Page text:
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- Pearl-Maiden - 19/74 -
behind him a drawn sword and one of his forefingers, their opinion on this point might have been strengthened. But this they did not know, although Miriam knew it through Nehushta.
A week went by, during which time Miriam and Marcus did not meet, as no further sittings were arranged for the completion of the bust. In fact, they were not needful, since she could work from the clay model, which she did, till, labouring at it continually, the marble was done and even polished. One morning as the artist was putting the last touches to her labours, the door of the workshop was darkened and she looked up to see Marcus, who, except for his helmet, was clad in full mail as though about to start upon a journey. As it chanced, Miriam was alone in the place, Nehushta having gone to attend to household affairs. Thus for the first time they met with no other eyes to watch them.
At the sight of him she coloured, letting the cloth fall from her hand which remained about the neck of the marble.
"I ask your pardon, Lady Miriam," said Marcus, bowing gravely, "for breaking in thus upon your privacy; but time presses with me so that I lacked any to give notice to your guardians of my visit."
"Are you leaving us?" she faltered.
"Yes, I am leaving you."
Miriam turned aside and picked up the cloth, then answered, "Well, the work is done, or will be in a few minutes; so if you think it worth the trouble, take it."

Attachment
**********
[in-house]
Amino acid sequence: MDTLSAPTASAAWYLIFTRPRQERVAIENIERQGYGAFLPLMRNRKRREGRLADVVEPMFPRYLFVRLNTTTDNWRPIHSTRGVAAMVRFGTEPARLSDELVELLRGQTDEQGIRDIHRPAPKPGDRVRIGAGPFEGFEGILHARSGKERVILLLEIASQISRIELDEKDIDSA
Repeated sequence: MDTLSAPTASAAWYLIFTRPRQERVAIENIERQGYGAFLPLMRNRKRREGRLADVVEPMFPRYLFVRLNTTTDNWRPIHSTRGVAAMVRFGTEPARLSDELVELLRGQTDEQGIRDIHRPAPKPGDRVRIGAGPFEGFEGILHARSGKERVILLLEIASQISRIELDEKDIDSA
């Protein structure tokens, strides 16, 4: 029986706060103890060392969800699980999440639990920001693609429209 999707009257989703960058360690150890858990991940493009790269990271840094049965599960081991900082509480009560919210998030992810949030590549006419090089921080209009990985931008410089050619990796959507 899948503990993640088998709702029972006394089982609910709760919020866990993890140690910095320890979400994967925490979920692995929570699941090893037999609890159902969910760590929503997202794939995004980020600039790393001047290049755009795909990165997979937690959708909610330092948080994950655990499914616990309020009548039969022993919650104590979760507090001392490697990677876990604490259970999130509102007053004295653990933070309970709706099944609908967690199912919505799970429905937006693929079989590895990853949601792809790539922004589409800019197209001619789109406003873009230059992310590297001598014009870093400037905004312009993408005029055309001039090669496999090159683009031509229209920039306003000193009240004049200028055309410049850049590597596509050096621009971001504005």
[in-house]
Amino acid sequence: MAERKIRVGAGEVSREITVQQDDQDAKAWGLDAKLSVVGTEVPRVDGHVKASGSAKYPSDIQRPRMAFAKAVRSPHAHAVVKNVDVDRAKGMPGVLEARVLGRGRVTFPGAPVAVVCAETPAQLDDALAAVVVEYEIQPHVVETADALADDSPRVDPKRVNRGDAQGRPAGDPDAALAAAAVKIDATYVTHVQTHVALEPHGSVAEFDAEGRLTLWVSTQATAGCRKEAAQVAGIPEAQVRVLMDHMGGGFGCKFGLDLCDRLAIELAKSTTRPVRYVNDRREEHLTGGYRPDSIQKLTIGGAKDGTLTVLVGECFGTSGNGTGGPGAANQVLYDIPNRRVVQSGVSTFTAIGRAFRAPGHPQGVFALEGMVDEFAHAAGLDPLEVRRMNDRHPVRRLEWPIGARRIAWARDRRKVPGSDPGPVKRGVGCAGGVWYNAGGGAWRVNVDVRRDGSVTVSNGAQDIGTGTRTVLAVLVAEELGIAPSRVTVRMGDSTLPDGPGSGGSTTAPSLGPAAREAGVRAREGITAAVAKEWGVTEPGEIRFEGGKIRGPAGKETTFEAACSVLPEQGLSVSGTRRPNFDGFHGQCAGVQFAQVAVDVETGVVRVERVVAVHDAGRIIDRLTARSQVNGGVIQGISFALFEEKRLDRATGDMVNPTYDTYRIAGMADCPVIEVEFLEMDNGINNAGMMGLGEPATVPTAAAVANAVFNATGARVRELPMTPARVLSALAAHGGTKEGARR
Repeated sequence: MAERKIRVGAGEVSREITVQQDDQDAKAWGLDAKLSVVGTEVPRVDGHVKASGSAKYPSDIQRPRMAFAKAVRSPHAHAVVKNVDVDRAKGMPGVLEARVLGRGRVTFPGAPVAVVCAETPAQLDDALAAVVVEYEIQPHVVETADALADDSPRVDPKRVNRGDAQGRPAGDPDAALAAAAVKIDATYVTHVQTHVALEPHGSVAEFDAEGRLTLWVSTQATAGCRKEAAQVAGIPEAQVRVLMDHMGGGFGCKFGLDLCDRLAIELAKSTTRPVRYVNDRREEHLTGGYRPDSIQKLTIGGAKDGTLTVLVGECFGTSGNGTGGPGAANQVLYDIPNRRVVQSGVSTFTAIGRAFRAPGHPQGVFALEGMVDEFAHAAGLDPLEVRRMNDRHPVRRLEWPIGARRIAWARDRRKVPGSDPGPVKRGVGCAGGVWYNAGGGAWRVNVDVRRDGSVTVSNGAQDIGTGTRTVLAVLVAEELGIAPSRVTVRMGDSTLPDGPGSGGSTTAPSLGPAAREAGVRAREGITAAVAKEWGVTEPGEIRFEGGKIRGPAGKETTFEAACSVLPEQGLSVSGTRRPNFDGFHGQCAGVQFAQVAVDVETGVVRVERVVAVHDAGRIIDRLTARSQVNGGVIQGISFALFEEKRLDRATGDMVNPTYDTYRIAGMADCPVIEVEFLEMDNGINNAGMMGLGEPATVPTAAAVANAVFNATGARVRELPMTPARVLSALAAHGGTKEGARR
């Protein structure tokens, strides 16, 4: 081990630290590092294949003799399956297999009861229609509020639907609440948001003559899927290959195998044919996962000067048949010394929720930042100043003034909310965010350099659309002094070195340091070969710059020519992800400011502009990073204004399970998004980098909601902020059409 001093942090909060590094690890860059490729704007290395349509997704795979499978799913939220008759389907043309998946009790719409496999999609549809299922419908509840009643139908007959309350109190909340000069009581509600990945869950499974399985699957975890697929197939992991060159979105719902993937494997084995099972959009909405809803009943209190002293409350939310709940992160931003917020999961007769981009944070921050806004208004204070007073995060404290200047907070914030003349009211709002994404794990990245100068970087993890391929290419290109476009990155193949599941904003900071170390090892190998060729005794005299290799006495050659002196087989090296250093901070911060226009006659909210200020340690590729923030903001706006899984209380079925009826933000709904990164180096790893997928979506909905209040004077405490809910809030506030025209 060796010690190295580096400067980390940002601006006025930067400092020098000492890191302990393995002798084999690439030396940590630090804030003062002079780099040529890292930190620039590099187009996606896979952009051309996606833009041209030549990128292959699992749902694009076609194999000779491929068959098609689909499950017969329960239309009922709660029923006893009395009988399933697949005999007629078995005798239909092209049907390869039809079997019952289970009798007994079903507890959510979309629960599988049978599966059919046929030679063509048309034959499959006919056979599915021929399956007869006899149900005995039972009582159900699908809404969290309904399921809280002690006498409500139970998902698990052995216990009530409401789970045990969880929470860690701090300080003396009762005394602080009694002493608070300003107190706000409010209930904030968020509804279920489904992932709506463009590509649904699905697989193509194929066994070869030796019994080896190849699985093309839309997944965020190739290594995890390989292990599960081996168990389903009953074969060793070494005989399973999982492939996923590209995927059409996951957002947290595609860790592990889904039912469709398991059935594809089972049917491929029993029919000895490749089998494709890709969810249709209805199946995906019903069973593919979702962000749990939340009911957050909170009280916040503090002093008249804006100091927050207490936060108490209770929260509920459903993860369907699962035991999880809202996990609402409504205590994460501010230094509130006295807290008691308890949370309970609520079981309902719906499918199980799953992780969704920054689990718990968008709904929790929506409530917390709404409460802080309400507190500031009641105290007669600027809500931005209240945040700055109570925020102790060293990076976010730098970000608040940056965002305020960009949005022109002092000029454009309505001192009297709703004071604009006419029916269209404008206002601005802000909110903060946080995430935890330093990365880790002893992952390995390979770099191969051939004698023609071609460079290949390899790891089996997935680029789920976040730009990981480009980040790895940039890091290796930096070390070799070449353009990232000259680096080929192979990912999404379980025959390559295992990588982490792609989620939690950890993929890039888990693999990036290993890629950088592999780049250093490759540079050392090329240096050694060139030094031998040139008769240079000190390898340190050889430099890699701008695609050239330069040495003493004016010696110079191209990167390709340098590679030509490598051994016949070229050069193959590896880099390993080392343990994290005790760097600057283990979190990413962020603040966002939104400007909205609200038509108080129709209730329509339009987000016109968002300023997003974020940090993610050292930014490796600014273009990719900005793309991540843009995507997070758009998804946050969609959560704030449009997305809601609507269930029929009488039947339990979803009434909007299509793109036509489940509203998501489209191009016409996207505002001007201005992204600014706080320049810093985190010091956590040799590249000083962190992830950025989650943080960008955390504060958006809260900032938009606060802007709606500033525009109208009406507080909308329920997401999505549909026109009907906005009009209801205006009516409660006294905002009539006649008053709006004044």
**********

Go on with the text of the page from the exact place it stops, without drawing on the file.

"That is my intention. The price I will settle with your uncles."
She nodded. "Yes, yes, but if you will permit me, I should like to pack it myself, so that it comes to no harm upon the journey. Also with your leave I will retain the model, which by right belongs to you. I am not pleased with this marble; I wish to make another."
"The marble is perfect; but keep the model if you will. I am very glad that you should keep it."
She glanced at him, a question in her eyes, then looked away.
"When do you go?" she asked.
"Three hours after noon. My task is finished, my report--which is to the effect that the Essenes are a most worthy and harmless people who deserve to be encouraged, not molested--is written. Also I am called hence in haste by a messenger who reached me from Jerusalem an hour ago. Would you like to know why?"
"If it pleases you to tell me, yes."
"I think that I told you of my uncle Caius, who was pro-consul under the late emperor for the richest province of Spain, and--made use of his opportunities."
"Well, the old man has been smitten with a mortal disease. For aught I know he may be already dead, although the physicians seemed to think he would live for another ten months, or perhaps a year. Being in this case, suddenly he has grown fond of his relations, or rather relation, for I am the only one, and expressed a desire to see me, to whom for many years he has never given a single penny. He has even announced his intention--by letter--of making me his heir 'should he find me worthy,' which, to succeed Caius, whatever my faults, indeed I am not, since of all men, as I have told him in past days, I hold him the worst. Still, he has forwarded a sum of money to enable me to journey to him in haste, and with it a letter from the Cæsar, Nero, to the procurator Albinus, commanding him to give me instant leave to go. Therefore, lady, it seems wise that I should go."
"Yes," answered Miriam. "I know little of such things, but I think that it is wise. Within two hours the bust shall be finished and packed," and she stretched out her hand in farewell.
Marcus took the hand and held it. "I am loth to part with you thus," he said suddenly.